web analytics
December 22, 2014 / 30 Kislev, 5775
 
At a Glance
InDepth
Sponsored Post
8000 meals Celebrate Eight Days of Chanukah – With 8,000 Free Meals Daily to Israel’s Poor

Join Meir Panim’s campaign to “light up” Chanukah for families in need.



Why I Dread Purim

Front-Page-030212

There certainly are many reasons to look forward to Purim. It is a time of feasting, joy, and merriment. We celebrate an important victory over our enemies, which was a precedent for many other such victories over the course of our history. We read one of the most moving stories in our entire tradition, and we have good fun while we’re doing it.

Children masquerade, we all sing and dance, we give and receive gifts from our friends, and the poor certainly have something to be happy about as we distribute tzedakah generously.

And it happens to be my birthday.

So why do I dread it so? Why do I feel a pit in my stomach when Shabbat Shekalim comes around, heralding the upcoming month of Adar, and the day of Purim that is soon to follow?

It is because on Purim I have been face to face with death. Not once, but several times.

And it is because on Purim I have witnessed ugly and despicable behavior exhibited by the best and the brightest of our young yeshiva students.

It was on a Purim long ago that I was called to a hospital to learn of the death in a horrible automobile accident of a young man with whom I was particularly close.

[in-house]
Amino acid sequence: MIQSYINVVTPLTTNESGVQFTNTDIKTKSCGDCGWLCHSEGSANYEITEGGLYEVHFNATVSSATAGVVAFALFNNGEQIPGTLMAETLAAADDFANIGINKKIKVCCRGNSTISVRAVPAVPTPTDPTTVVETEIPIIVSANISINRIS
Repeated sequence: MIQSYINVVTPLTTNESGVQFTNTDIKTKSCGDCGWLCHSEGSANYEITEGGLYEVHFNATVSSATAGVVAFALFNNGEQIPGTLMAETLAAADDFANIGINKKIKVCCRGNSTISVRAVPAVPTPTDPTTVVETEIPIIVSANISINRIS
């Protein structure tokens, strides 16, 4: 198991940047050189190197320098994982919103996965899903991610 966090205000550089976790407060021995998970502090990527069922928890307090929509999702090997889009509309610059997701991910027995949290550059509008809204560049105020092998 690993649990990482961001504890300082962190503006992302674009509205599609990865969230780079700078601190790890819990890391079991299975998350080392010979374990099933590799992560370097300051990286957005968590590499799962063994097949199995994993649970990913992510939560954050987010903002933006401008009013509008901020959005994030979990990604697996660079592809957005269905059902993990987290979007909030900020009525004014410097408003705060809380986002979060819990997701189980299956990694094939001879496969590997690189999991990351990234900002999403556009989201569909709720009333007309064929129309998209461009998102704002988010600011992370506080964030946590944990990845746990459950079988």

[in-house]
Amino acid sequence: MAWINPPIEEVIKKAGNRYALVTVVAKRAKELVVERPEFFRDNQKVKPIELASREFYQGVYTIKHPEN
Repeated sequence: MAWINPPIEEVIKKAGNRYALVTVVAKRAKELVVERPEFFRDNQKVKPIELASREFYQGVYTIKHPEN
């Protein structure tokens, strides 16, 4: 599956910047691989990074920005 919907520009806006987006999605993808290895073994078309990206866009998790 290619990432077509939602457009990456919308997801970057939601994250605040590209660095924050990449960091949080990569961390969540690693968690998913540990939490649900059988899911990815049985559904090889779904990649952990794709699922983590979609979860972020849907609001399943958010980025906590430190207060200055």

It was on another Purim not so long ago that I personally witnessed a car run over a little boy on the parking lot of a famed Torah institution. The little boy did not die, but he came close to having his leg amputated.

And it was on a very recent Purim that I was called to counsel an emotionally traumatized Ha-tzolah ambulance driver who had spent the day delivering a number of teenagers to the local hospital, and who had to break the news of the death of one of them to the boy’s parents.

The boy who died in the accident, the careless driver of the car that ran over the little boy, and all the adolescent passengers of the Hatzolah ambulance had just performed what they thought was a mitzvah. They became drunk on Purim.

The incidents I’ve just described are just the most tragic results of the overconsumption of alcohol on Purim. Less tragic, but abominable nonetheless, are the scenes that can be witnessed in front of the schools and shuls of our neighborhoods on Purim day. Scenes of young Torah scholars rolling in puddles of their own vomit, totally incoherent, uttering obscenities that they would be ashamed to pronounce if they were sober.

* * * * *

I have been concerned with the problem of substance abuse, specifically alcohol abuse, in the Orthodox Jewish community for many years. This issue has been on my agenda throughout my career: first as a psychotherapist in private practice in our community, later as the rabbi of a large synagogue in Baltimore, and still later when I became the executive vice president of the Orthodox Union.